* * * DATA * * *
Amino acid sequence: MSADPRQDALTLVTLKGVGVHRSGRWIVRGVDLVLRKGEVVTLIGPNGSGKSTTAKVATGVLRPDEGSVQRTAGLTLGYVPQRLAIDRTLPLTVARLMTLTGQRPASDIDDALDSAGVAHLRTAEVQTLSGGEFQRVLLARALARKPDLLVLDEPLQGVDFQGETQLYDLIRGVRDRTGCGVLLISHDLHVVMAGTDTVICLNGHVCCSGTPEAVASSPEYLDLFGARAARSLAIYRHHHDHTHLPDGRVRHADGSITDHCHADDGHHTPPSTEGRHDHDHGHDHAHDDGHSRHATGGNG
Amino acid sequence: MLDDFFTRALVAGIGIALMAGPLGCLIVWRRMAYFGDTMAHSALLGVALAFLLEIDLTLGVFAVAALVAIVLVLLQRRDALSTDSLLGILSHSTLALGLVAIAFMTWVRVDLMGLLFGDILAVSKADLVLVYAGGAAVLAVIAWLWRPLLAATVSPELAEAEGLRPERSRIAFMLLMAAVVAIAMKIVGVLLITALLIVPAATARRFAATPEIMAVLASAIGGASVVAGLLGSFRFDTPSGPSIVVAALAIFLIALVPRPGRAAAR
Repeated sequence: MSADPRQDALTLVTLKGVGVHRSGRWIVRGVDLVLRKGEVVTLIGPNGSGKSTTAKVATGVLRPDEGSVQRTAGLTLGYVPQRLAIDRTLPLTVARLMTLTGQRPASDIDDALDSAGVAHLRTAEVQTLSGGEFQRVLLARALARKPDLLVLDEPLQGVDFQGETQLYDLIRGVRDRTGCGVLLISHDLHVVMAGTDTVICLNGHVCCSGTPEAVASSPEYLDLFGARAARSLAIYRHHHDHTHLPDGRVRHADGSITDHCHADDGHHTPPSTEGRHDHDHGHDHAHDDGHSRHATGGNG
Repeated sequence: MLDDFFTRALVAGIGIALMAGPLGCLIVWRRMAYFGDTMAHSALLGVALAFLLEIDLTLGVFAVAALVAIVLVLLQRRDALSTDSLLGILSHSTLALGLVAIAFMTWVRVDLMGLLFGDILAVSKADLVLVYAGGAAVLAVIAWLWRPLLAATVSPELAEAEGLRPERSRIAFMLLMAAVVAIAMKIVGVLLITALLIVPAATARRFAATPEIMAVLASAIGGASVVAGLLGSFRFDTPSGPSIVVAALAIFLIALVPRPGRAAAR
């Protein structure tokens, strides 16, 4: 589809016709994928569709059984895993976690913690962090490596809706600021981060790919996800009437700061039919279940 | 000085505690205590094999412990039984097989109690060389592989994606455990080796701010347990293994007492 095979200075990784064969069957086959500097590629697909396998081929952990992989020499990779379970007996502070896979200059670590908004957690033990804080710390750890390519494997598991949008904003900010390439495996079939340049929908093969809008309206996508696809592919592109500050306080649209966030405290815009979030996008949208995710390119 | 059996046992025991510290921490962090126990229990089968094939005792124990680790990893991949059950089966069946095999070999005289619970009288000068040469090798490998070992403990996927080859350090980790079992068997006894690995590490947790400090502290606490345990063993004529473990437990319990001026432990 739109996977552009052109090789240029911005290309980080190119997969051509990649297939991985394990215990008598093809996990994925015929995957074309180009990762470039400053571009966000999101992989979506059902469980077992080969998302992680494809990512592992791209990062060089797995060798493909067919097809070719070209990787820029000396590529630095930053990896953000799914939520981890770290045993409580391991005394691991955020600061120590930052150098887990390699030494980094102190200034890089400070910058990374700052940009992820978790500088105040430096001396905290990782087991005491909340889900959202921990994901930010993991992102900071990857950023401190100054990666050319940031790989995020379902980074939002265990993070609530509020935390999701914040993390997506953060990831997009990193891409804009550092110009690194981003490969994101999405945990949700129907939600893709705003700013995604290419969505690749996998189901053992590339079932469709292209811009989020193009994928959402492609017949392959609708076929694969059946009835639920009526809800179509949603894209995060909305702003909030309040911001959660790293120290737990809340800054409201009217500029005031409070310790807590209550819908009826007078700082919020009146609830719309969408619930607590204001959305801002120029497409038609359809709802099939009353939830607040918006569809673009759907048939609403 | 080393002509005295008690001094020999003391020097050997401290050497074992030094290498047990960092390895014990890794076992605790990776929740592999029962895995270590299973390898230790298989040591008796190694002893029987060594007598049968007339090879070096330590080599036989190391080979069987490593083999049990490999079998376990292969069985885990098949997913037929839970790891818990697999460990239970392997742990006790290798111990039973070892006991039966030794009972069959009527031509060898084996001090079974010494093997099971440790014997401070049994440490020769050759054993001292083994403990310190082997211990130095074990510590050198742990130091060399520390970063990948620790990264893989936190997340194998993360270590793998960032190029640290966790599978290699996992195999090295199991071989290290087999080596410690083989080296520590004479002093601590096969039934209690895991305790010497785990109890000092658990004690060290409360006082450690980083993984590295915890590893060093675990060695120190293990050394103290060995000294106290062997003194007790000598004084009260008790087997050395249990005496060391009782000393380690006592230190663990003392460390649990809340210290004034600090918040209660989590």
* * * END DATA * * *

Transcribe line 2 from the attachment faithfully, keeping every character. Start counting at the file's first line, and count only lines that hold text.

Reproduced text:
Amino acid sequence: MLDDFFTRALVAGIGIALMAGPLGCLIVWRRMAYFGDTMAHSALLGVALAFLLEIDLTLGVFAVAALVAIVLVLLQRRDALSTDSLLGILSHSTLALGLVAIAFMTWVRVDLMGLLFGDILAVSKADLVLVYAGGAAVLAVIAWLWRPLLAATVSPELAEAEGLRPERSRIAFMLLMAAVVAIAMKIVGVLLITALLIVPAATARRFAATPEIMAVLASAIGGASVVAGLLGSFRFDTPSGPSIVVAALAIFLIALVPRPGRAAAR